When then-Democratic presidential candidate Barack Obama promised not to sign major legislation until it had been posted on the Internet for public reading at least five days, trusting voters took him at his word.
If some commentators had their way, the conservative movement would toss out the raucous “tea party” people and remake itself as a gaggle of eggheads. We would be fools to do so. Here’s why:
Immigration has temporarily faded as a hot-button issue, for the moment overshadowed by health care reform. Expect it to return to attention, not least because of the scale of our current immigrant population.
‘Macho Again” is the name of a race horse, one upon which President Barack Obama seems unlikely to bet. Likewise for Fareed Zakaria, who praised Obama’s resolve to reset his song in the key of humility by being kinder and meeker in foreign affairs.
Harold Meyerson is right in his Sept. 30 Washington Post column. But he doesn’t understand why. Free-market economists do theorize about a world that doesn’t exist.
WHAT: The Treasury Department bought $2.3 billion in preferred shares of embattled commercial lender CIT to save it at the height of the financial crisis. Now CIT is in a last-ditch struggle to prevent bankruptcy by offering a debt exchange that would virtually wipe out stockholders — including U.S. taxpayers.
Democratic Rep. Donna Edwards, a vice chair of the Congressional Progressive Caucus, attended the premiere of the anti-war film, "Rethink Afghanistan" in Washington last night. In remarks afterward, Edwards quoted a House colleague, whom she did not identify, saying anti-war Democrats must work to rescue President Obama from his commitment to escalate the war in Afghanistan.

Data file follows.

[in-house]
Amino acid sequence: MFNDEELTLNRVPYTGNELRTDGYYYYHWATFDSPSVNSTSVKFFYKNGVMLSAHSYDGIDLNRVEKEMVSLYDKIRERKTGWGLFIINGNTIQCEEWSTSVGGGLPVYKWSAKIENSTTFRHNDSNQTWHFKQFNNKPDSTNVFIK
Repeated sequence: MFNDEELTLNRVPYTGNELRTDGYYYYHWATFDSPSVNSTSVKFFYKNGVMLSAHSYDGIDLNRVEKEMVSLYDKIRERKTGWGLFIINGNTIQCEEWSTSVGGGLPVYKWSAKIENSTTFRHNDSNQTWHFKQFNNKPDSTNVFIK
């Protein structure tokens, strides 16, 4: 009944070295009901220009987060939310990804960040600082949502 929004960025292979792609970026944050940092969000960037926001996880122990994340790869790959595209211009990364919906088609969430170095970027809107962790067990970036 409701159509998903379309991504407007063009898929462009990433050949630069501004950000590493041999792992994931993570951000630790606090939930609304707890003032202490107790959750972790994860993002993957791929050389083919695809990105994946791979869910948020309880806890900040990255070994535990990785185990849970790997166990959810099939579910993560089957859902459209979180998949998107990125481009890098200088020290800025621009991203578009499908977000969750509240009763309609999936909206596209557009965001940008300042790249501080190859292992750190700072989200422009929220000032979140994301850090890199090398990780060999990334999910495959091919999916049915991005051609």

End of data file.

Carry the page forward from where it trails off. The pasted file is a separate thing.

House Majority Leader Steny Hoyer, D-Md., just announced that he will move to table a forthcoming GOP resolution that would strip Rep. Charles Rangel of his chairmanship of the House Ways and Means Committee.
Gratuitously hot Don Draper photo asks: Obama ranked where?
Senate Democrats desperate to find a way to pass a health care bill that includes a federal insurance plan may have come up with a way to do it without putting moderate members who oppose it in political jeopardy.
In trying to understand what is happening in the nation and world, we all employ narratives -- story lines that indicate where things are going and what is likely to happen next. We can check the validity of these narratives by observing whether events move in the indicated direction. If so, the narrative is confirmed.
President Obama’s political arm is looking to mobilize Virginia Democrats on behalf of gubernatorial candidate Creigh Deeds, an apparent reaction to reports of the White House cutting its losses on the governor’s race.